Doctors to Trump: Deporting Illegal Immigrants Would Be Bad for U.S. Health

Doctors to Trump: Deporting Illegal Immigrants Would Be Bad for U.S. Health

REUTERS/Joshua Lott
By Millie Dent

The American College of Physicians has a message for Donald Trump and any other presidential contender advocating for mass deportation of illegal immigrants: Any plan to kick out those 12 million people from the country could have severe public health consequences.

On Tuesday, the doctors’ group, which represents 143,000 internists, released a statement urging physicians to take a stand against proposals for mass deportation. 

Related: Vast Majority of Americans Say Illegal Immigrants Should Stay

“Large-scale deportation of undocumented residents would have severe and unacceptable adverse health consequences for many millions of vulnerable people,” Dr. Wayne J. Riley, the groups’ president, said in a statement. “Numerous studies show that deportation itself, as well as the fear of being deported, causes emotional distress, depression, trauma associated with imposed family separations, and distrust of anyone assumed to be associated with federal, state and local government, including physicians and other health care professionals providing care in publicly-funded hospitals and clinics.”

That distrust, in turn, could result in sick people not getting medical attention, and in cases of patients with infectious diseases, it could even lead to a public health emergency with tremendous costs to the to the overall health care system, the group warned.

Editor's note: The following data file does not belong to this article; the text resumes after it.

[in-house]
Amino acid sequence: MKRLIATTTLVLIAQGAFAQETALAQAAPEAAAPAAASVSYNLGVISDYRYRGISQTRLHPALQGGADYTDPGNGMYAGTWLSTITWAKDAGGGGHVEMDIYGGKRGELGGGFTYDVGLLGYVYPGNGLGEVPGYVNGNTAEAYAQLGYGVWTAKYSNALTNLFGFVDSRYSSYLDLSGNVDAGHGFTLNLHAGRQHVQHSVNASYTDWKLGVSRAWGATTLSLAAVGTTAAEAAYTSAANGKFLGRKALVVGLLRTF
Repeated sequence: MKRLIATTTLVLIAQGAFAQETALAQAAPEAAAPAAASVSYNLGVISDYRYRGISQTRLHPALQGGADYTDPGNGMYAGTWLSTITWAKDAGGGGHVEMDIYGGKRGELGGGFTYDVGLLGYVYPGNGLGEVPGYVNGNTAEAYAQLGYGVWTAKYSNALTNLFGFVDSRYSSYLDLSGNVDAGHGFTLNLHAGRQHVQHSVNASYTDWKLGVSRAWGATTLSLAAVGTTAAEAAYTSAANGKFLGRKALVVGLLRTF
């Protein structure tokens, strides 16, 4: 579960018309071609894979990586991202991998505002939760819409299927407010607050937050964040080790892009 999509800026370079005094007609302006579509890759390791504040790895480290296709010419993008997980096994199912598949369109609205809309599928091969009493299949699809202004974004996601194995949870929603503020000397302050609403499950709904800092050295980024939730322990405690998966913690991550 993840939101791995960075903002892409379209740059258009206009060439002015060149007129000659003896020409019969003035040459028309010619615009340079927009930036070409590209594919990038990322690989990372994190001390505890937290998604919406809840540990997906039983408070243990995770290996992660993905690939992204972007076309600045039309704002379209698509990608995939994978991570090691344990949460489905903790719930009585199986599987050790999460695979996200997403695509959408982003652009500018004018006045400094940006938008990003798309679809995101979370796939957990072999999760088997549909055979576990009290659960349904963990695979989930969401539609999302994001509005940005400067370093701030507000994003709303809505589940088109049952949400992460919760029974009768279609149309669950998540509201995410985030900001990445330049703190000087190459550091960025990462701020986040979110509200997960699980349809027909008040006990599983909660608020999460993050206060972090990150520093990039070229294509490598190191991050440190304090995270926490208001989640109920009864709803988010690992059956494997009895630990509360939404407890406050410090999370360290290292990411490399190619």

On the other hand, having illegal immigrants in the country carries health care costs, too. Medicaid pays around $2 billion a year for emergency treatment for illegal immigrants, Kaiser Health News reported in 2013, adding that the total represents less than 1 percent of total Medicaid costs. 

Related: Birthright Citizenship, the New Immigration Scam

Still, the American College of Physicians said doctors have an ethical obligation to advocate for the health interests of all people, without consideration of their residency status.

“Physicians and other health professionals must remind politicians and policymakers that deporting millions of vulnerable people would have adverse health care consequences, not only for the people directly affected and their families, but also for their local communities and for the United States as whole,” Riley said in the statement. “Instead, we need a balanced immigration policy that ensures access to healthcare for all U.S. residents while recognizing that we need appropriate controls over who is admitted.”

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